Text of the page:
The platforms are all interlinked. For instance, if the leader of a political party says or does something obnoxious and is captured by a smartphone video, some well-known personalities post the video on X with their own comments. It might reach a few thousand of her followers. But that will, within a matter of hours, reach tens of millions of Indians through WhatsApp forwards. This thriving and constantly growing social media ecosystem is driven mostly by the 700 million plus smartphones that are regularly used in India.

A series of surveys conducted by various agencies reveals that, on average, an Indian spends between 150 to 200 minutes every day on her smartphone using her preferred social media platform. It helps that mobile data usage costs in India are the cheapest among all major countries in the world.  

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India's Most Successful Social Media Star

Smart Indians have jumped onto the social media bandwagon to blaze their way to fame and money. There are housewives who have leveraged their passion for cooking to acquire millions of followers of subscribers on YouTube and earn a large and steady stream of money. There are “investment advisors” who have struck gold not by buying shares but by advising dedicated followers on which stocks to buy. Teachers have minted millions by imparting specialised online education. Yoga and fitness “influencers” regularly rake in the big bucks. Singers who have genuine talent have broken through the “entry barriers” of the music industry to become bona fide stars. Even media professionals have started making big bucks by persuading millions to subscribe to their YouTube channels.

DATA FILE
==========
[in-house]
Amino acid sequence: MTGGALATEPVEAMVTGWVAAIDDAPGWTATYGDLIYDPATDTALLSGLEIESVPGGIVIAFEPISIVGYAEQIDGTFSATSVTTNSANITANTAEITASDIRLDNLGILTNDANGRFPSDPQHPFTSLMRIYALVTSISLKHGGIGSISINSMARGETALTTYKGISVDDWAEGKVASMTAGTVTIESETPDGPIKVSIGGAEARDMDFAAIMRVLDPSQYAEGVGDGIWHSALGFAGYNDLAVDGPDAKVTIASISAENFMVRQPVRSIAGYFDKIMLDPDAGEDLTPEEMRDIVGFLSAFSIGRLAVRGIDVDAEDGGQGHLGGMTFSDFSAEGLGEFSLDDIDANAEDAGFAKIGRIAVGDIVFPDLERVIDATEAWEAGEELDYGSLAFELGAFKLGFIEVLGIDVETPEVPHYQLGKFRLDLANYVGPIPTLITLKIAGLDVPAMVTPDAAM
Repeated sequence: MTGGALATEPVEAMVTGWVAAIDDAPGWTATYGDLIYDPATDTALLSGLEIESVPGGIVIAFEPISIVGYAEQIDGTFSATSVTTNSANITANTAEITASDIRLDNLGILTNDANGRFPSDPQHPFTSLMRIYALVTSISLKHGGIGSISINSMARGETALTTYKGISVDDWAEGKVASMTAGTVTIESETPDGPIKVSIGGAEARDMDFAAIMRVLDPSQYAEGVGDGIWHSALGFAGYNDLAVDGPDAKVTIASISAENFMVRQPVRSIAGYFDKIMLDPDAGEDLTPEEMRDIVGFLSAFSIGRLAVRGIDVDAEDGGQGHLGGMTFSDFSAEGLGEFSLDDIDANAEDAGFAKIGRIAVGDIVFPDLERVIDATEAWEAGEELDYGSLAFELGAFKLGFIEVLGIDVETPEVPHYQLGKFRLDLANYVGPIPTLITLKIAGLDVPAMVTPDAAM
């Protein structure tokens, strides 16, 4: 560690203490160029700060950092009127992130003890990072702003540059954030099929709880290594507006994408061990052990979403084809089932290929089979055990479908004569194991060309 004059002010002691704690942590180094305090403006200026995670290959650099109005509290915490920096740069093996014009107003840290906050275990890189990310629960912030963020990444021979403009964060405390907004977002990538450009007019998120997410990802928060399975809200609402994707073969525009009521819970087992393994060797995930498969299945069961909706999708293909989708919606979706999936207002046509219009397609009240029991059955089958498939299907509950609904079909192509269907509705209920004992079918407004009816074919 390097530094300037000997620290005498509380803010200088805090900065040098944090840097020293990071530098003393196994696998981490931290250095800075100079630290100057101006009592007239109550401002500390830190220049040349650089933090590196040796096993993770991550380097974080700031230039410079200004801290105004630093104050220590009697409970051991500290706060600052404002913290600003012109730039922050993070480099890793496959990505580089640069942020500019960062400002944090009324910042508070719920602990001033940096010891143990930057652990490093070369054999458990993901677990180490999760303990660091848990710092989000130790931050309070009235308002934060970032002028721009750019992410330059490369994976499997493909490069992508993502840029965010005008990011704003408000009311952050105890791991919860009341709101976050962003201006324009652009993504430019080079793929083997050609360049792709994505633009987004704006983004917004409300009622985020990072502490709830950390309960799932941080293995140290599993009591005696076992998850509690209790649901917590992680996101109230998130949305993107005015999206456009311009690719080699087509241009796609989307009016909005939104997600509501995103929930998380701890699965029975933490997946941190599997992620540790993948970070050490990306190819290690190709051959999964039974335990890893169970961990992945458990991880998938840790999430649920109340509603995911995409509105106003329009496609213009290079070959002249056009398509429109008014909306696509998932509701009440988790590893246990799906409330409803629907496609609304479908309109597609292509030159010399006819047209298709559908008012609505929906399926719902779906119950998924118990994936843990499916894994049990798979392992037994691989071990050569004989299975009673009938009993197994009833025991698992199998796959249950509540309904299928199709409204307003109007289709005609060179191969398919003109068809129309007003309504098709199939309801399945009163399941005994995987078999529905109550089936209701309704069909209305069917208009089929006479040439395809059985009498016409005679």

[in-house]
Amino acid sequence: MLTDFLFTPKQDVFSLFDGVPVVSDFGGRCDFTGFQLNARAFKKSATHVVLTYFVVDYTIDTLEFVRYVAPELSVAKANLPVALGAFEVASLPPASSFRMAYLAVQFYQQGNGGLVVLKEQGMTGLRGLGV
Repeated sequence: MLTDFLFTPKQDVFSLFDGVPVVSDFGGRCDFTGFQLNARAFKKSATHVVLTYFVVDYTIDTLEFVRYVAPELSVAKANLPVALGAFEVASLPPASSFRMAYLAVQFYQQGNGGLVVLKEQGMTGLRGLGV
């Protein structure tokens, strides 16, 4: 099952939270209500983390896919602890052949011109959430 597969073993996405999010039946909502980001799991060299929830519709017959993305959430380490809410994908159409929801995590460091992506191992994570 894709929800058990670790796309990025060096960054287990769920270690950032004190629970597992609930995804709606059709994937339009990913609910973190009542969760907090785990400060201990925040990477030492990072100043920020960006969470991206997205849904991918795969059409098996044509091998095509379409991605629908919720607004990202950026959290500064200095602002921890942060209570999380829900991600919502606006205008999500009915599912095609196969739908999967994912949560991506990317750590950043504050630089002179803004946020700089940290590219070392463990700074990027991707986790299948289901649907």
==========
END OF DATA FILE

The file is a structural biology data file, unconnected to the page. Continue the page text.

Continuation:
But perhaps the Indian who recognised the power of social media early on and has been the most successful in leveraging it is Prime Minister Narendra Modi. Since the 2002 Gujarat riots, he has had a rocky and often fractious relationship with mainstream media. This is no place to argue the merits of who is to blame for that: Modi or the mainstream media. More important is how Modi has brilliantly and consistently used social media to communicate, interact and engage with Indian voters.

Soon after he became the de facto prime ministerial candidate in June 2013 (officially in September 2013), he and his close circle of strategists unleashed such a never-seen-before social media blitzkrieg that his rivals were stunned and stumped for a response. The BJP social media machinery (critics call it the IT Cell) completely changed the rules of the game in Indian politics. Since then, other leaders and parties too have brilliantly used social media to send out compelling and powerful political messages.

But Modi remains the pioneer and the leader.  

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Social Media Has Completed the Process of Total and Extreme Polarisation